Red-legged Partridge 
Red-legged Partridg
Red-legged Partridge
Red-legged Partridge (Group)

Common Pheasant (White variation)

Common Pheasant (White variation)

Brown Hare

Brown Hares

Brown Hare

Brown Hare

Red-legged Partridges and European Rabbit

Isabelline Shrike

Thurlestone, Devon
I got up later than planned this morning so missed my chance at a dawn attempt at the Thurlestone Shrike. I did however have the afternoon off as I had an appointment and just had enough time to have a go at it this afternoon. I have to say the bird was easy to get on to as it was busily feeding and perching on a bush (as I would expect a Shrike to be doing) near the coastal path a little way down from the green hut that’s mentioned in all the reports.

I had really good views and can confidently say it’s an Isabelline Shrike or as BOU call it Daurian Shrike. For it to be Red-tailed or BOU name Turkestan, I would have expected a more contrasting bird with darker upper parts and cleaner underparts.

It was a welcome relief to actually connect with a Shrike this year after dipping on the Soapy Cove Brown Shrike (that still hurts) only the other week and a reported Red-Backed Shrike a little while ago on East Budleigh Common. I’m hoping a Great Grey Shrike will turn up on Colaton Raleigh Common soon (one normally has by now). As I do like that species.

Also on site were a few Eurasian Skylark, Meadow Pipit, European Stonechat and a Common Kestrel

Isabelline Shrike 

Isabelline Shrike 

Isabelline Shrike 

Isabelline Shrike 

Isabelline Shrike

Isabelline Shrike

Thurlestone Shrike - BOU Versus IOC And The Confusion Its Creating

The Thurlestone Shrike
Its been intersting to see the converstaions that are occuring on social media about the Shrike at Thurlestone. Let me explain. Since the 1st January 2018, the British Ornithological Union (BOU) have adopted the International Community of Ornithologists (IOC) taxonomy list. Now I have to admit that his was a bold move and in my opion a good one. I know that the BOU have aspired to having or being a part of a uniformed list for some time and even tried working towards a European standard taxonomic list. A few years ago they disbanded thier own taxonomy board to show their intent. I think it is a good move as many bird species occur all over the world and end up having slightly different names in some regions and discrepancies in the amount of subspecies tied to the mominate species. In my mind, if a bird is called something surely it should be called the same thing everywhere and science being where it is these days, we should know the exact definition of what is a species or subpecies. I strongly believe the IOC is working extremely hard to achieve these answers.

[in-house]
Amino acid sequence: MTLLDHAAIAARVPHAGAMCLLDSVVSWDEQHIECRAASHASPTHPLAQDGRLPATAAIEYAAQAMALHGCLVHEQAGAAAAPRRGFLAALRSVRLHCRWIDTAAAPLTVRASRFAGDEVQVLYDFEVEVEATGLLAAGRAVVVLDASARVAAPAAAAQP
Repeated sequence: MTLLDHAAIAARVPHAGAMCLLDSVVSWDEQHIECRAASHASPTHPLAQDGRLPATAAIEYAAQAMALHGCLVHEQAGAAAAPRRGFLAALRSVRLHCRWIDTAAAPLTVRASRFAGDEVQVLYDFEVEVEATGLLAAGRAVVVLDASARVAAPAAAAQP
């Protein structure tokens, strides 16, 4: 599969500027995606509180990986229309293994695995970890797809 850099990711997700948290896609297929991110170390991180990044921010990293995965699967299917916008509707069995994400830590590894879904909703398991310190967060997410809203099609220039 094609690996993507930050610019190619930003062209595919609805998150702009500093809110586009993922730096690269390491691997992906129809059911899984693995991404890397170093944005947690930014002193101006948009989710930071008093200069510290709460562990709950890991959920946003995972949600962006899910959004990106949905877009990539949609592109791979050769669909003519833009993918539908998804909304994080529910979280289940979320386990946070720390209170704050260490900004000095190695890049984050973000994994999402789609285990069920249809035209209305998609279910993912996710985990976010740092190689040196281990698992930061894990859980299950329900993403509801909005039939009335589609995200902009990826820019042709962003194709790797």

Anyway, back to the Shrike. It has been logged as Isabelline on Birdguides then changed to Isabelline Sp, and Daurian on other reporting mechanisms why? Well as far as I can see its due to descrepancies between the IOC and BOU naming of species. The IOC splits Daurian and Turkestan (as we call them) but name them -

Isabelline Shrike Lanius isabellinus
Red-tailed Shrike Lanius phoenicuroides
This can plainly be seen here IOC Shrike List
So these are on the British list but this is where it gets confusing. As the BOU name them -

Daurian Shrike Lanius isabellinus
Turkestan Shrike Lanius phoenicuroides
The British list clearly points out that they name these species differently to the IOC as the list states - The British name, the IOC name and the Scientific name.
This can be seen here BOU British-List to get to the Shrikes just scroll down to page 8 

So already I can see why people are getting confused. I even saw one comment saying "For me its Isabelline as its not datk enough for Daurian" well in fact those two names are the same species. I dont mean any disrespect to anyone by pointing that out, I just think it shows that there is confusion about this bird. I have seen some top birders wonder what the hell to log it as too. So I guess whats needed is another bold move by the BOU and completly adopt not just the taxonomy of the IOC list but the names too.

I know us Brits will struggle with this as we have our names for birds but in order to obtain a true world wide list, someone has to conform somewhere. You'll note that I already have as I always refer to IOC names on this blog but yes I still struggle to call a Guillemot a Common Murre when in the company of other birders. Perhaps its because I dont want funny looks or "You what?" comments. But we can change. After all some bird names in my life time have been changed. Dabchick and Hedge Sparrow for example are now Little Grebe and Dunnock respectively.